We did our best to obtain test bikes with apples-to-apples levels of fitment. Standard equipment on the 2011 GS Adventure ($17,250) includes a centerstand, skid plate, hand protectors, engine guards and cross-spoke wheels (which can take more abuse than cast and still carry tubeless tires) and, of course, BMW’s proprietary Telelever front suspension and Paralever shaft final drive. Our test bike also included the premium package ($3,245), which adds Enduro ESA, heated grips, onboard computer, fog lights, ABS and saddle­bag mounts, plus aluminum side cases with locks ($1,121), raising the as-tested price to $21,616. Standard equipment on the Super Ténéré includes a centerstand, hand protectors, ABS, traction control, onboard computer and Yamaha’s own tubeless spoked wheel design. From Yamaha’s accessory catalog we added heated grips, a tall windscreen with side wind deflectors, side cases with mounts, engine guards and a skid plate, boosting the as-tested price by $2,340 to $16,840. No matter how you slice and dice it, the Yamaha is less expensive. Cost of ownership is likely to be cheaper in the long run, too, since Japanese parts tend to be less expensive than those from Germany, and four valve adjustments are recommended on the BMW for every one on the Yamaha. Then again, the Super Ténéré is a relatively new, unproven model, whereas the GS Adventure has been thoroughly flogged the world over and is known for its durability and reliability (the BMW also comes with a three-year warranty compared to one year for the Yamaha). And with so many GS bikes on the road, the breadth and depth of factory and aftermarket accessories for the BMW are mind-boggling.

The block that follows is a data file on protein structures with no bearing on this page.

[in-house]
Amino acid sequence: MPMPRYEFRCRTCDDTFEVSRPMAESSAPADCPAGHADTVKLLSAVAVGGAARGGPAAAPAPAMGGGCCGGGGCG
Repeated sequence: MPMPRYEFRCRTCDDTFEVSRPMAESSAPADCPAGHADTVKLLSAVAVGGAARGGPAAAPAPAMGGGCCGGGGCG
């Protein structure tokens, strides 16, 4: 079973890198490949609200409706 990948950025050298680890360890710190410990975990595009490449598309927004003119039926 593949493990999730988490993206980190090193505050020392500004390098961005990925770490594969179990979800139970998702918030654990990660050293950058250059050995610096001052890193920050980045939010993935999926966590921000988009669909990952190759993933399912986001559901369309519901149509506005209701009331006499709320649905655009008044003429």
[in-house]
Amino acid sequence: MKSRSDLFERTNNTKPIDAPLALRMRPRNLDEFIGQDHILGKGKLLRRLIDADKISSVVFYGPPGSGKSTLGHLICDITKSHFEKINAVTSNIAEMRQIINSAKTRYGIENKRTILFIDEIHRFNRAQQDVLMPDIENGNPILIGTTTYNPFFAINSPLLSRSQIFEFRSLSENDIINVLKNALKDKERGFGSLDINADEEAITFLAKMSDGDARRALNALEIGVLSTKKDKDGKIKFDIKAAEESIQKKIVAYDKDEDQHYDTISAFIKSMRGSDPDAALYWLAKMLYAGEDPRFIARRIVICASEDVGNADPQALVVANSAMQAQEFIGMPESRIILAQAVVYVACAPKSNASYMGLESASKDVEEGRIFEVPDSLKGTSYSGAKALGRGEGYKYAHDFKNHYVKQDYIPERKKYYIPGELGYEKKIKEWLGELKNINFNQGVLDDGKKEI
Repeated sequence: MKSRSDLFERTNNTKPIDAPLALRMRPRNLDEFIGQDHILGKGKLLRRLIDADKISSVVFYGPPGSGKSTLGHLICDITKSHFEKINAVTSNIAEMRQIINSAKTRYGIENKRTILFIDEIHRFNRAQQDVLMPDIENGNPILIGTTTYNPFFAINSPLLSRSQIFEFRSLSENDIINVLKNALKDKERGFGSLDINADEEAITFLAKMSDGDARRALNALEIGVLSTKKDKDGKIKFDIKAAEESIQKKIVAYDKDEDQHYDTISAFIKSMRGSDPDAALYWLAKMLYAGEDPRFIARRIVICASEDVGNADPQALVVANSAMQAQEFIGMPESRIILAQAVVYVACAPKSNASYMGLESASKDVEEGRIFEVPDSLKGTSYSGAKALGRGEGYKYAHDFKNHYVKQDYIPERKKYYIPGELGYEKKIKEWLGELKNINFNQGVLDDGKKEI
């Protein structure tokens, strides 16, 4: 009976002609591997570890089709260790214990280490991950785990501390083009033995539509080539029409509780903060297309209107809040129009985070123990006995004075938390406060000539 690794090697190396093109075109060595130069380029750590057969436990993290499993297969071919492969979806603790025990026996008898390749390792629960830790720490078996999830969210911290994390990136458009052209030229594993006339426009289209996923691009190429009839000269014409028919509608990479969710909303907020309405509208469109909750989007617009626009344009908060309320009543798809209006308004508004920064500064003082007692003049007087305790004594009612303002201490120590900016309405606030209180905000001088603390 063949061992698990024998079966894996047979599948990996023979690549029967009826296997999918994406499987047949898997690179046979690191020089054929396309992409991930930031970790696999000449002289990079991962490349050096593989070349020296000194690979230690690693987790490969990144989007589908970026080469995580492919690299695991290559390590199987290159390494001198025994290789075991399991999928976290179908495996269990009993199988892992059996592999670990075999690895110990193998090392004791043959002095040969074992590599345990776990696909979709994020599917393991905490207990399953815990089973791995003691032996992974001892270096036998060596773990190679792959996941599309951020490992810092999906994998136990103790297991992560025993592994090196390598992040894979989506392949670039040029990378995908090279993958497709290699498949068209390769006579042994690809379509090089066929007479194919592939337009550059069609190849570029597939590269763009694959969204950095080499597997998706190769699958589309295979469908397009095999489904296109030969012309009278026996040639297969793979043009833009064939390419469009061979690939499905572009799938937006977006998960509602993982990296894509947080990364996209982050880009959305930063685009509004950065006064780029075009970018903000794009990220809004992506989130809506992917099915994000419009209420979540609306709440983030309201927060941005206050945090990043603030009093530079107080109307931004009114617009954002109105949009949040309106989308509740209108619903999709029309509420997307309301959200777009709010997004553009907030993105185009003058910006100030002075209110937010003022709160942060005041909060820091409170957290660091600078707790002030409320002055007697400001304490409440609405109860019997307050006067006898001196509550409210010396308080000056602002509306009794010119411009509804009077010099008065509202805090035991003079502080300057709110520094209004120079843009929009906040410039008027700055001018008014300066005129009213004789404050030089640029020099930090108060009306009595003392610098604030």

2011 BMW R1200GS Adventure left side action

Rugged black plastic in front of the rider’s knees is part of the GS Adventure’s most addictive features: an 8.7-gallon fuel tank that offers well over 300 miles of range. Aluminum side cases with locks and fog lights are optional. Apparel: Arai XD3 / Jacket: Firstgear TPG Rainier / Pants: Firstgear TPG Escape / Boots: Aerostich Combat Lite.